Name your voluntaar
The third annual President’s Volunteer Action Awards wil be given out at a White House ceremony in May to Americans who have donated their time to worthy causes. There are IO public-service categories, and you can get nomination forms from the PVAA at P.O. Box 374M, Washington, DC 20013. Deadline for nomination is Jan. 31.
By DONALD M ROTHBERG AP Political Writer
WASHINGTON - When his Democratic opponents accuse President Reagan of gutting federal education programs, lie will point to his election-year budget and argue that he proposed the largest education budget in history.
The figures sent to Congress today prove it. The budget for the Department of Education that Reagan once advocated abolishing is $15.5 billion, an increase of HOO million over the current level.
The increase reflects two political realities: this is a presidential
campaign year and the quality of education is an issue Reagan and his opponents hope to use to their advantage.
That’s the way it is with election-year budgets.
Four years ago, Jimmy Carter proposed the largest defense budget in history, but it didn’t prevent candidate Ronald Reagan from accusing the Democratic incumbent of neglecting the nation’s military preparedness.
The principal Democratic campaign theme this year is fairness. The party’s White House contenders are arguing that the Reagan administration has been biased toward the rich at the expense ai federal programs designed to help the less fortunate in society.
The new budget enables the president to tell the nation that in this era of high deficits, he is compassionate and is holding the line (Mi domestic programs.
In particularly sensitive areas, there are increases.
As Reagan promised in his State of the Union speech last week, the
proposal for the Environmental Protection Agency is being increased.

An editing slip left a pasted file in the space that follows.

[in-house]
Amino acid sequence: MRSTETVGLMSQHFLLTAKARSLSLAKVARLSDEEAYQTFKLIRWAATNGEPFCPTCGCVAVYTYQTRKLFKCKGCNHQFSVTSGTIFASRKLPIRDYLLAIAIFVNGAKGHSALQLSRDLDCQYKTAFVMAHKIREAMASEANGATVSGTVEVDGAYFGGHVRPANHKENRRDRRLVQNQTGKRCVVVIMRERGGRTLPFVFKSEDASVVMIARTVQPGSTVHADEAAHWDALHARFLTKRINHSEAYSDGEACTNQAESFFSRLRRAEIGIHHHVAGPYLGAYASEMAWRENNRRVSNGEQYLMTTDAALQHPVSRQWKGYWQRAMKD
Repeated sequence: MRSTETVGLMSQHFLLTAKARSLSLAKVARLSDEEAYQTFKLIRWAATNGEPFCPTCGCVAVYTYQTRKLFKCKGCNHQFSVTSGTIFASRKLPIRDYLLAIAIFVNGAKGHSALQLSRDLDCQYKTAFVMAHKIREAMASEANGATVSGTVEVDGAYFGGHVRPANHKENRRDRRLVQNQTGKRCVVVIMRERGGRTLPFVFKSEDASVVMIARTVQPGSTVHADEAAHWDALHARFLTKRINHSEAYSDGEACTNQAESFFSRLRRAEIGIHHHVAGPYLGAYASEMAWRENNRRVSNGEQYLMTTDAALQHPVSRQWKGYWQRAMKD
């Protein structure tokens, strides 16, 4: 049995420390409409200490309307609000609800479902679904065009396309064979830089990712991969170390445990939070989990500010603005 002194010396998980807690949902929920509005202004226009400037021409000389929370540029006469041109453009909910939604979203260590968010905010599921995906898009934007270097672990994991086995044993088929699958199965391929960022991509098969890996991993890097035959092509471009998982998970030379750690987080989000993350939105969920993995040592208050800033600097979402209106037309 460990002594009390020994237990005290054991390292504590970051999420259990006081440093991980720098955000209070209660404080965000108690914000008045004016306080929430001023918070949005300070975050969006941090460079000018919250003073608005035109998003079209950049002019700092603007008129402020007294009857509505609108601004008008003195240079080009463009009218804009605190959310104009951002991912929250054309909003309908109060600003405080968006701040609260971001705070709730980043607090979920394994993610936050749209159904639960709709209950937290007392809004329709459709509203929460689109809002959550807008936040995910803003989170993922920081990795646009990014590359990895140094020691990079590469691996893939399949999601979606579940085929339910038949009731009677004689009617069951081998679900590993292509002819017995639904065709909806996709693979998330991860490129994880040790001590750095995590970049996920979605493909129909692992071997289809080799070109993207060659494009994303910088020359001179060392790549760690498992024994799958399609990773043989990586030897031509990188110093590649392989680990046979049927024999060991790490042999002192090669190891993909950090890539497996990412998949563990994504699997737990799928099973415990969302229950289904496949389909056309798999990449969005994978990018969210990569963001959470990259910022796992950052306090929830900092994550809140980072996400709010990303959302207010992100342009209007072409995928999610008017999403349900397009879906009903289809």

With unemployment still a potentially damaging issue, there is an increase in funding for retraining dislocated workers.
The Reagan budget attempts to answer the fairness issue with a Department of Health and Human Services request that totals $318.1 billion, a 7.4 percent increase over the current year. Secretary Margaret Heckler says the total is “significantly larger than the defense budget.”
But the Democrats are likely to point out that Mrs. Heckler’s budget is dominated by so-called entitlement programs, which automatically increase to keep pace with inflation. In effect, the administration has opted for basically keeping level the funding of programs it could control.
The president’s defense request of
$264.4 billion, a 14.5 percent increase over this year’s spending level without accounting for inflation, offers no compromise, no yielding to political pressure and no chance of getting through Congress intact.
The Pentagon request is becoming an annual ritual, one of those Washington confrontations played out regularly with predictable results.
Each year of his presidency, Reagan has asked Congress for far more than even his Republican allies were willing to approve for defense, and this year is unlikely to be an exception
Sen. Pete V. Domenici of New Mexico, the Republican chairman of the Senate Budget Committee, said the “defense (figure) is not going to surprise me. It is significantly lower than I would have assumed last year but still higher than I think is necessary.”
Rap. Tom Loeffler
Rep. Edmund Kuempel
U.S. House of Representatives
Texas House of Represen
1212 Longworth House Office
P.O. Box 2910
Washington, D.C. 20616
Austin. Texas 78769
Sen. John Tower
Sen. John Tr aeger
United States Senate
Room 142 Russell Building
Washington, D.C. 20610
Austin, Texas 78711
Son. Lloyd Bemean
Gov. Mark White
United States Senate
Room 240 Russell Building
Room 200 State Capitol
Washington, D.C. 20610
Austin. Texas 78701
How Ed Meese Will End Crime In America. •